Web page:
Greek Prime Minister Alexis Tsipras has defended controversial new pension and tax reforms approved by parliament.
The measures are needed to unlock further international bailout money, to be discussed at a meeting of Eurozone finance ministers on Monday.
But they are deeply unpopular with Greek anti-austerity campaigners and trade unions.
Mr Tsipras said the changes would not affect the majority of pensioners and moved towards a "sustainable" system.
He said that new higher contributions would safeguard the country's state pension provision.
Before the vote, protesters in Athens threw petrol bombs at police, who responded with tear gas.
Trade unions say the country cannot bear another round of austerity.
Mr Tsipras said the bill aimed for a "sustainable" system that would "have social justice as its core principle", as only 7.5% of pensioners would see a cut in the money they got.
He said the Eurozone finance ministers' meeting meant Monday would be "a very important day" as debt relief for Greece was on the agenda after "six long years" of austerity discussions.
The so-called Eurogroup meeting is expected to discuss new debt relief measures, with a view to avoiding the prospect of a default in July, when Greece is due make its next major repayment to the IMF and the European Central Bank.
The debate in Greece's parliament on the reforms lasted for two days as MPs argued whether or not to pass the unpopular pension and tax reforms.
They will reduce some pension payouts, merge several pension funds, increase social security contributions and raise taxes for those on medium and high incomes.
Thousands of people demonstrated, mostly peacefully, in Athens and in the country's second-largest city, Thessaloniki.
Three days of a general strike paralysed public transport and slowed the public sector and the media.
Speaking before the vote, the leader of the Greek Communist Party, Dimitris Koutsoubas, said the Greek people would "not tolerate nor accept" the measures and would "show their true power" in the event of a yes vote.
Fofi Gennimata, the leader of the centre-left Pasok party, said the bill represented the "total deconstruction of the pension system".
She said the people responsible for the yes vote had "promised everything" to protesters in public squares five years ago, but were now "justifiably" frightened to leave their offices.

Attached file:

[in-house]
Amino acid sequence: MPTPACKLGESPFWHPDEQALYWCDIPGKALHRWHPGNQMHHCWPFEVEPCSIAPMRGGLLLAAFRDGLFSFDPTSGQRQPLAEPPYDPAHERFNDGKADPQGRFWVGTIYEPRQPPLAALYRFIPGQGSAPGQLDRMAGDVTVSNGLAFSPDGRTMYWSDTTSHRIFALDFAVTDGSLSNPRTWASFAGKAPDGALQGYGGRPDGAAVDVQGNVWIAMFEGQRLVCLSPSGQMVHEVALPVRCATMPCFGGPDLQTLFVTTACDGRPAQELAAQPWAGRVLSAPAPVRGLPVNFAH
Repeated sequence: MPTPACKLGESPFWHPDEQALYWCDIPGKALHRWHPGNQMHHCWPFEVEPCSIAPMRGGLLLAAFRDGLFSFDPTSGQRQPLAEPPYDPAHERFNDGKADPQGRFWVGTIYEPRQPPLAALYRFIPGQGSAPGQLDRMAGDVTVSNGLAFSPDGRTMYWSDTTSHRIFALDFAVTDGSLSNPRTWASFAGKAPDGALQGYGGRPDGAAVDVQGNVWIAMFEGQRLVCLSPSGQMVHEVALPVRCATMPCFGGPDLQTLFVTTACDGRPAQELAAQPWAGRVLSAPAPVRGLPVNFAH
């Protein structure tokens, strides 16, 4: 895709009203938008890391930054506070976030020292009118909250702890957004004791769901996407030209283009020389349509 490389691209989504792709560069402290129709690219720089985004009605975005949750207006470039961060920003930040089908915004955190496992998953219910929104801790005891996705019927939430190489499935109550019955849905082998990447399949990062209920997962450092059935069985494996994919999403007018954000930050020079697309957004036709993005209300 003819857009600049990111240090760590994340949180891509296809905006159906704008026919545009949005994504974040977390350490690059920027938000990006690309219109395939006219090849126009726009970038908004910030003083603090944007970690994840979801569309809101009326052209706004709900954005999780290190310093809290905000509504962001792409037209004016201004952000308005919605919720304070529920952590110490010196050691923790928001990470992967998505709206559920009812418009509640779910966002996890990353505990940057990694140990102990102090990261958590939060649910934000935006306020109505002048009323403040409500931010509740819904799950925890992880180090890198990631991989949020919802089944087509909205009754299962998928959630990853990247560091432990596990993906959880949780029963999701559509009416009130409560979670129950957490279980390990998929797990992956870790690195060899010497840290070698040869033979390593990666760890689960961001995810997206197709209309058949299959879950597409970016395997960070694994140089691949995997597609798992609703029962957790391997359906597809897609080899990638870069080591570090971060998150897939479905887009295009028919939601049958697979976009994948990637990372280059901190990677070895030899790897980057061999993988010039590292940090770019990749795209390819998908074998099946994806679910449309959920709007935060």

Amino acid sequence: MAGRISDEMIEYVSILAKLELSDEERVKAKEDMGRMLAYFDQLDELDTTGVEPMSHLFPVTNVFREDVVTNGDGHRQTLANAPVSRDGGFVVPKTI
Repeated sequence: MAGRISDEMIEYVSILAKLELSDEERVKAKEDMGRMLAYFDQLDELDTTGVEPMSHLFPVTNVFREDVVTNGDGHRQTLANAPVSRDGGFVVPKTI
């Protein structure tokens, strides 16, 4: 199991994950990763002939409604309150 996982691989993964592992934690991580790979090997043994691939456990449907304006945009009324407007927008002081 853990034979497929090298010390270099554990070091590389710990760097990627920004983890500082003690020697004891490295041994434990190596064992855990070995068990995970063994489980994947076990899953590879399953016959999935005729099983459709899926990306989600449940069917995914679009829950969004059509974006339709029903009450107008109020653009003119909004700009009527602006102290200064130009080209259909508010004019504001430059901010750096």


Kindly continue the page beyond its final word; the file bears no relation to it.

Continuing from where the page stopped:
The leftist Syriza party secured just enough votes to pass the measures, thanks to the ruling coalition's tiny majority.
In a parliament of 300 seats, it has 153 lawmakers.
Mr Tsipras was elected as prime minister on an anti-austerity ticket but later signed up to Greece's third international bailout since 2010.
Greece agreed to a third rescue package worth €86bn (£60bn) last year.
The International Monetary Fund and other European partners are demanding that Greece implement further austerity measures to generate nearly €4bn (£3.1bn) in additional savings – contingency money in case Greece misses future budget targets.
Finance ministers from countries which use the euro will assess "a comprehensive package of policy reforms as well as the sustainability of Greece's public debt" at their Monday meeting in Brussels, a statement says.
Greece's Finance Minister Euclid Tsakolotos will be at the meeting in the hope of securing a deal.
"We have done what we promised and hence the IMF and Germany must provide a solution that is feasible," he said "a solution for the debt that will open a clear horizon for investors."
Last summer, Greece's debt crisis peaked when Athens defaulted on its debt payments and raised the spectre of an exit from the eurozone.
Greece is already looking to implement spending cuts that will amount to 3% of the country's gross domestic product or €5.4bn euros by 2018.